For the second time in a week, the Chief Secretary to the Treasury has attempted to shoot the messenger. We are not going away, Mr Aitken, any more than John Humphrys is going to stop asking politicians hard questions.
Now that is cleared up, let's get back to real issue: the role that Mr Aitken played in a company that illegally exported 140 naval guns to Iran, breaking his own government's embargo. His defence is that he saw nothing, heard nothing and knew nothing about Project Lisi. This was an arms order, one of his company's largest, which was supposedly destined for Singapore but which in fact ended up in Iran.
Mr Aitken's contention is remarkable. He apparently remained steadfastly unaware even of Project Lisi's name, despite the fact that it was mentioned in monthly reports circulated to all directors.
His incorrigible ignorance is all the more surprising given what we report today about Mr Aitken's former colleagues on the board of BMARC, the company responsible for Project Lisi. We have spoken to four out of seven of them. All four, including Gerald James, the former chairman, Major-General Donald Isles, the former managing director, and another former director, James Miller, said that they had at least heard rumours that Iran was the real buyer. Mr James has acknowledged that he knew for certain where the weapons were heading. The fourth director has declined to be identified.
Yet even though most of his colleagues knew of the rumours, no alarm bells rang for Jonathan Aitken, Middle East expert, defence specialist, one-time curious journalist and, at the time, would-be Cabinet minister. The issue is, quite simply, is this a credible claim? No one can say for sure, but we are surely entitled to be sceptical on the basis of the known facts.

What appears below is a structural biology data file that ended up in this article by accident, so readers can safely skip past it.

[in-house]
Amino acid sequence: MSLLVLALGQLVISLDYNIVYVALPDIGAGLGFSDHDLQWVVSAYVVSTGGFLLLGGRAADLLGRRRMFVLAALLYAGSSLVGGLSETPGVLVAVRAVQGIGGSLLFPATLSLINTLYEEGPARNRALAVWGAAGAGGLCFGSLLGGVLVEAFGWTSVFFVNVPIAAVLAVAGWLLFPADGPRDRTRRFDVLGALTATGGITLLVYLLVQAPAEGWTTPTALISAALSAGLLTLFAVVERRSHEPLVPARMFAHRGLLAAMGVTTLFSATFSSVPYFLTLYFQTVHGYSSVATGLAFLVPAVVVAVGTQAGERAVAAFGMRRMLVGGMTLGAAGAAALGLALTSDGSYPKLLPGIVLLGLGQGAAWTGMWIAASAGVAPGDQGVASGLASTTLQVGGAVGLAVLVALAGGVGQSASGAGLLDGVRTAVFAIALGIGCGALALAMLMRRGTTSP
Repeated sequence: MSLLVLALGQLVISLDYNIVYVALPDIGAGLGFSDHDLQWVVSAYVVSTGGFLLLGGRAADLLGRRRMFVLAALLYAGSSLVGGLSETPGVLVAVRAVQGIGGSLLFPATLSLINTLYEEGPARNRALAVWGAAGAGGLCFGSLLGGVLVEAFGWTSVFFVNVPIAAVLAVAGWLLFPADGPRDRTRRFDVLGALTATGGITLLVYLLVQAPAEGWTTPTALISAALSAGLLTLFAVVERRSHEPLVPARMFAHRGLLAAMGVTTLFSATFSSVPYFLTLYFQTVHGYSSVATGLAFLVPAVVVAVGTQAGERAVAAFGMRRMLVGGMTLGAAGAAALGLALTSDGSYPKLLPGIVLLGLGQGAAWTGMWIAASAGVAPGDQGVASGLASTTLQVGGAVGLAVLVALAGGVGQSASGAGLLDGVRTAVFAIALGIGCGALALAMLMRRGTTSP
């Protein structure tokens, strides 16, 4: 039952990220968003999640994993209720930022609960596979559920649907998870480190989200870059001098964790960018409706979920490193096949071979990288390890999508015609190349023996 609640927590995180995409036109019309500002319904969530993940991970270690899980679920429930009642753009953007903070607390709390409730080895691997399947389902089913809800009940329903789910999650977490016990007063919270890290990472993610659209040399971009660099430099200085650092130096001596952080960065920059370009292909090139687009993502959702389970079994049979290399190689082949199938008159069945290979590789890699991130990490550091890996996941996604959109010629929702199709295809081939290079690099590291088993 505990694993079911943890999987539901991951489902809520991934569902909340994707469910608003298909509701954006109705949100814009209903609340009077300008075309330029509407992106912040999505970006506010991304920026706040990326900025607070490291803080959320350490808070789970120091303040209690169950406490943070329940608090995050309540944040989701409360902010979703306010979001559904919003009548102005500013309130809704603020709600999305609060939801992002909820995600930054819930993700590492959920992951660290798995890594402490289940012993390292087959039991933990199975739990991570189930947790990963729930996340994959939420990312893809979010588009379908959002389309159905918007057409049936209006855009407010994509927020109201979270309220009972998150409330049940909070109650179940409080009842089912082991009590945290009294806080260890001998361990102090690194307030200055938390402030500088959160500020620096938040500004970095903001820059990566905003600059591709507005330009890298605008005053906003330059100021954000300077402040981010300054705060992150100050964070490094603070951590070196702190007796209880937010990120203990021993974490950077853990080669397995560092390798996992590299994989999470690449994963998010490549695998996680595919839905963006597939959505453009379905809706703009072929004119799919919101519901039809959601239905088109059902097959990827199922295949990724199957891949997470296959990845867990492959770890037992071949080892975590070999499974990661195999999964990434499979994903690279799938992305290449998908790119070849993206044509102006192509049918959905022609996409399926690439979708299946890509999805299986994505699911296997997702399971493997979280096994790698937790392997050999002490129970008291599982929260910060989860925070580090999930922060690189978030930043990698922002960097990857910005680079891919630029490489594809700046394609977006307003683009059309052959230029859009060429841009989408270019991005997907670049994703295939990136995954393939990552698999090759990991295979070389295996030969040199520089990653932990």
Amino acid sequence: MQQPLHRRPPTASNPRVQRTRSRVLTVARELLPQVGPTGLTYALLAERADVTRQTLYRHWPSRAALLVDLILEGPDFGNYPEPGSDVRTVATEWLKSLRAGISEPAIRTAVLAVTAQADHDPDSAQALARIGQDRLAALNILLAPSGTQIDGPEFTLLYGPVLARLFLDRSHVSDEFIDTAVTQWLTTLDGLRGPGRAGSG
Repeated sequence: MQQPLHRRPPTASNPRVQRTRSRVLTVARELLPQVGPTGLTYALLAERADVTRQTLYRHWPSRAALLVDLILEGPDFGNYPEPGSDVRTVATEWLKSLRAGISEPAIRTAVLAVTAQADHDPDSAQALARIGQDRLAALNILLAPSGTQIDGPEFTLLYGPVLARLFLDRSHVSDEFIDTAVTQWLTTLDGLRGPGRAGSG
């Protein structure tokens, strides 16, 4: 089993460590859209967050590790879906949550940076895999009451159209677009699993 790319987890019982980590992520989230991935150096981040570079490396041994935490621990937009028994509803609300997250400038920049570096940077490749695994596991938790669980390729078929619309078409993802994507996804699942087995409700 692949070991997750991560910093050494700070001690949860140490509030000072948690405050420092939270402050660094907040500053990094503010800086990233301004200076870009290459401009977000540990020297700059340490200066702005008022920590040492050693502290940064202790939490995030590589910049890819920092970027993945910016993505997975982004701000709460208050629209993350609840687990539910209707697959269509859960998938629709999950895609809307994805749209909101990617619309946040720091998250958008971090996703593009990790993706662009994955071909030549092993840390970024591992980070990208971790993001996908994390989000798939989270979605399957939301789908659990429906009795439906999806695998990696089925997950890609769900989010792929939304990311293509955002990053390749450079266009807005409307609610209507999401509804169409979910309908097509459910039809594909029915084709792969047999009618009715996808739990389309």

Yesterday, the Prime Minister took his Chief Secretary at his word. Mr Aitken, had, he said, dealt with the matter "very forcibly and to great acclaim from most of the House ... He has made his position absolutely clear. No evidence has been found to counter that, either by the Independent newspaper or by anyone else."
We beg to differ. We contend that Mr Aitken is hiding behind a cloak of ignorance and non-recollection, for which he does not apologise, and which will not satisfy the British public.
Lord Justice Scott was right yesterday to reject Mr Aitken's request to investigate BMARC. The Scott inquiry has enough to do already in scrutinising the trade in arms to Iraq. But we do need an independent inquiry into the allegations surrounding arms weapons to Iran. Mr Aitken's position looks ever more fragile.Reuse content